If it were its own country, Sicily would be the fifth-largest producer of wine in the world. This island—the size of Massachusetts—produces as much wine as Australia. But whereas Australia’s history of winemaking only goes back several hundred years, Sicily’s goes back thousands. Strangely, though, its wines have none of the cachet of Australia’s—there is neither a famous cult wine such as Penfolds Grange nor a massive, low-end brand like Yellow Tail. How could a region so prolific labor in such obscurity?
For hundreds of years, most Sicilian wine was shipped off the island, either to be sold for cheap or to be blended into lighter wines for structure and color. But with renewed interest in southern Italy’s artisanal food, olive oil, and, of course, wine, Sicily is getting more attention. The south will rise again.
Wineries like Feudo Arancio and Corvo have shown that high-quality wine can be made in vast quantities. Corvo produces 2.5 million bottles, about the same production as all of Burgundy’s Premier Cru whites, of its basic white wine—a blend of Inzolia and Grecanico (native to Sicily). It’s available in the United States for under 10 bucks. The wine is fresh and crisp with fruity, floral components and a mineral edge—a perfect pairing with fresh grilled sardines with olives, tomatoes, and capers.
Feudo Arancio has only been around for about six years, but I was impressed with the quality it gets at such a high production level. Its basic red, from the Nero d’Avola grape, is a medium-bodied, easy quaffer. And despite the fact that I’m not much of a fan of Chardonnay—especially the insipid, often manipulated wines that are typical of high-production wineries—the Feudo Arancio Chardonnay is surprisingly tasty and luscious.
On the boutique side, serious vintners are beginning to understand and take advantage of Sicily’s terroirs. In the town of Vittoria there is an official wine style called Cerasuola di Vittoria, which is always a blend of Nero d’Avola and Frappato. Some of the best versions I tasted came from the Cos winery. Its winemaker/owner, a former architect named Giusto Occhipinti, is getting all the sweet fruit and dusty earthiness those grapes have to offer. He makes a couple of single-vineyard wines from Nero d’Avola, called Scyri and Contrade Labirinto, that are graceful and complex—almost Burgundy-like. He also makes a wine called Pithos in ancient terra-cotta vessels known as amphorae. According to Occhipinti, the vessels breathe like an oak barrel (which is good for a wine during maturation) but impart no additional flavors.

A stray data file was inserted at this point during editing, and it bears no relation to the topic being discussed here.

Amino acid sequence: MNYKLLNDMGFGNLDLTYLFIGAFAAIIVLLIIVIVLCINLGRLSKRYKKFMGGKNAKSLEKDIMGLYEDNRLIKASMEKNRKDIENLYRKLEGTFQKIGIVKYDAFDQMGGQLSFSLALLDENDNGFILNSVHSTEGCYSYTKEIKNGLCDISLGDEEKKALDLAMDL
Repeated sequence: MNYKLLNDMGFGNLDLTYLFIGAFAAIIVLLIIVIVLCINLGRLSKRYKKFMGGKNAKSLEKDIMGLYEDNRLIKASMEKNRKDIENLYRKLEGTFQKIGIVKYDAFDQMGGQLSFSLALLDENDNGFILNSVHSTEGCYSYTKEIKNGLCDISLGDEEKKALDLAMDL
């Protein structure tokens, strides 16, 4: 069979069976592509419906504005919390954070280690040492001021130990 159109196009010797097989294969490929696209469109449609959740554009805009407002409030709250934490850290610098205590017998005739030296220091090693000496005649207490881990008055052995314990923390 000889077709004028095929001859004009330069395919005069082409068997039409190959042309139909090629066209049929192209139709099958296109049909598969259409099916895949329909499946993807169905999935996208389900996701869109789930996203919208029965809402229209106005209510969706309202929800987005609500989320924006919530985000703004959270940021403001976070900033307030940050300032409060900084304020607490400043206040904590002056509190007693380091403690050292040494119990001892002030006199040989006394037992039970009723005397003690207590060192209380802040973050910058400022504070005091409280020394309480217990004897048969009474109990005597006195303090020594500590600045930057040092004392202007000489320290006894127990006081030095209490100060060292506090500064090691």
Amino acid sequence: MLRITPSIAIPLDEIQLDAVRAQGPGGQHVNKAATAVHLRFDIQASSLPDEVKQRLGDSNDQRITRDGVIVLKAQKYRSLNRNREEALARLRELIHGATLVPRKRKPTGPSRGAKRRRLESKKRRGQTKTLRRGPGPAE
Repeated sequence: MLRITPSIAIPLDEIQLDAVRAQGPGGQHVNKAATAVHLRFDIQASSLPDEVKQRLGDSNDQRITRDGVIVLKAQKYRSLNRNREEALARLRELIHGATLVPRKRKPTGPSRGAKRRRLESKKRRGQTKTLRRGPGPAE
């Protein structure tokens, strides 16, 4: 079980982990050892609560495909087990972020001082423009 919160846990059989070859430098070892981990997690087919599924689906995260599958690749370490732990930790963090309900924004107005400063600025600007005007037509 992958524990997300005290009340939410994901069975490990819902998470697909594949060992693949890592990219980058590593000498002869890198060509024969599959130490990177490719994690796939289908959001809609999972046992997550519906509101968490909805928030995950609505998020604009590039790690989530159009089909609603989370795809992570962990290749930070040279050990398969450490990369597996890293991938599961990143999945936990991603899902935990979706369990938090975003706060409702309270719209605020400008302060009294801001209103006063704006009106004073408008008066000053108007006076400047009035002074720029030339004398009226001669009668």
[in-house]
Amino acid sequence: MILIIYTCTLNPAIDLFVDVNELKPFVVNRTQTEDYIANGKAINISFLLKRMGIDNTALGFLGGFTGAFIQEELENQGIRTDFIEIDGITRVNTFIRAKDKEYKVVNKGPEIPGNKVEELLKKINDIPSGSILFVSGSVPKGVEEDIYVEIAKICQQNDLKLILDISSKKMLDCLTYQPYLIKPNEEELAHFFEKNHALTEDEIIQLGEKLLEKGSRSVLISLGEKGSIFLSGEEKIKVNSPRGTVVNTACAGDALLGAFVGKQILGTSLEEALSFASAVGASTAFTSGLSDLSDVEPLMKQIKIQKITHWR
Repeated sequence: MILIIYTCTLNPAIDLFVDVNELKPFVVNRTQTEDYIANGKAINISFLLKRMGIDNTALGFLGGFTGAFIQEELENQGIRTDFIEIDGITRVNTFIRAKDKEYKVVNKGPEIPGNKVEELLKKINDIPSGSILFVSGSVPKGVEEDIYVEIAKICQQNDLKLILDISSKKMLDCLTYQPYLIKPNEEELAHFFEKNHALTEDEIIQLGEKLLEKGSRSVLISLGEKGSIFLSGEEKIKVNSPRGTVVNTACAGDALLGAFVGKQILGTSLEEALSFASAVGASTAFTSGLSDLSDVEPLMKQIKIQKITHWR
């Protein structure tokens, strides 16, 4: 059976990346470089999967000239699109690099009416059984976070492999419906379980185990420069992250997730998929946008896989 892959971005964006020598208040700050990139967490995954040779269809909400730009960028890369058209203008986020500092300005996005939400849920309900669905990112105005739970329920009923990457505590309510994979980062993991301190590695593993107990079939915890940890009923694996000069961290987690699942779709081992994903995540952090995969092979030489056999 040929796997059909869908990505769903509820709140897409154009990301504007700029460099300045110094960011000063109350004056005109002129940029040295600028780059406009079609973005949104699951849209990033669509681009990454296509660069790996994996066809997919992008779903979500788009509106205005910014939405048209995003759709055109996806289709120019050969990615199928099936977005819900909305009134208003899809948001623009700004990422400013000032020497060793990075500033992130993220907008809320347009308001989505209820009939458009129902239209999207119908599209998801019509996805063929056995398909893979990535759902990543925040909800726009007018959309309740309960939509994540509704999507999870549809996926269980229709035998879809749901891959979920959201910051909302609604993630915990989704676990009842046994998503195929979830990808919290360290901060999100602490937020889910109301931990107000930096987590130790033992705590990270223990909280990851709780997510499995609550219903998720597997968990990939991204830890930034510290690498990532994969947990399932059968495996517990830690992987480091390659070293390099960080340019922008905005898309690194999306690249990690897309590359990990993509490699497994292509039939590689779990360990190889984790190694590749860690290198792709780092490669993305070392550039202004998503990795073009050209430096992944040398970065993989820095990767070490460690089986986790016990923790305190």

On the far east side of the island is a place altogether unique: the wine region of Mount Etna. Etna has been a prized winegrowing location for hundreds, if not thousands, of years (and it’s been an active volcano for longer; its last major eruption was in winter 2002). The dark volcanic soil is rich in minerals and drains well, while the climate up at 2,600 to 4,000 feet allows for lots of sun exposure during the summer along with plunging night temperatures to retain acidity. Thousand-year-old terraces run along the sides of the mountain, supporting gnarled old vines. It’s a show of new confidence in the region that America’s most famous importer of Italian wines, Marc De Grazia, who knows Italian wine as well as any living human, chose Etna as the place to begin his own wine project, after 30 years of helping others improve and sell theirs. His estate, Tenuta del Terre Nerre, produces a white and several reds from the grape Nerello Mascalese. The reds, especially, will open eyes with their red berry fruit and mineral core.
“I tell you,” de Grazia said to me, “in the next several years, we’re going to be releasing wines from Mount Etna that will rival the best wines in the world.” And that sentiment goes for the whole island, which, after 5,000 years of wine production, is about to have its day.